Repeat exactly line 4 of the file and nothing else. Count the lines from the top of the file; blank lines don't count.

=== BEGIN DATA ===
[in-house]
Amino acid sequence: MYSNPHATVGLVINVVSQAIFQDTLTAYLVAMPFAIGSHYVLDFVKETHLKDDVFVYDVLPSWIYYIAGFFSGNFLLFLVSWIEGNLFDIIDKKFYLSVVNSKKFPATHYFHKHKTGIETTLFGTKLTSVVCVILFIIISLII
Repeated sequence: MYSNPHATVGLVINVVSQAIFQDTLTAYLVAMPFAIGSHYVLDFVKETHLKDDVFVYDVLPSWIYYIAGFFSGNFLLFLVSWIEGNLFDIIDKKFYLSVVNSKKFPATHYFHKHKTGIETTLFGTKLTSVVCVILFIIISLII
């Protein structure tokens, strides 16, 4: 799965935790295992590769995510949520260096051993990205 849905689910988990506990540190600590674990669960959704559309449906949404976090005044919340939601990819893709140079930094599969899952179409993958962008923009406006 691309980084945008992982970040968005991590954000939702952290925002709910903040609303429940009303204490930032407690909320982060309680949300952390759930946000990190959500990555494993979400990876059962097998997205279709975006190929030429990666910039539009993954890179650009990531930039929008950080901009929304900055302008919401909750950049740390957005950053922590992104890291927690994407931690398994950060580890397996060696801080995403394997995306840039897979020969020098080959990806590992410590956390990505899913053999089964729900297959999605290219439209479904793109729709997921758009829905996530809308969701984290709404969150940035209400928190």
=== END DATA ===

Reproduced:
């Protein structure tokens, strides 16, 4: 799965935790295992590769995510949520260096051993990205 849905689910988990506990540190600590674990669960959704559309449906949404976090005044919340939601990819893709140079930094599969899952179409993958962008923009406006 691309980084945008992982970040968005991590954000939702952290925002709910903040609303429940009303204490930032407690909320982060309680949300952390759930946000990190959500990555494993979400990876059962097998997205279709975006190929030429990666910039539009993954890179650009990531930039929008950080901009929304900055302008919401909750950049740390957005950053922590992104890291927690994407931690398994950060580890397996060696801080995403394997995306840039897979020969020098080959990806590992410590956390990505899913053999089964729900297959999605290219439209479904793109729709997921758009829905996530809308969701984290709404969150940035209400928190």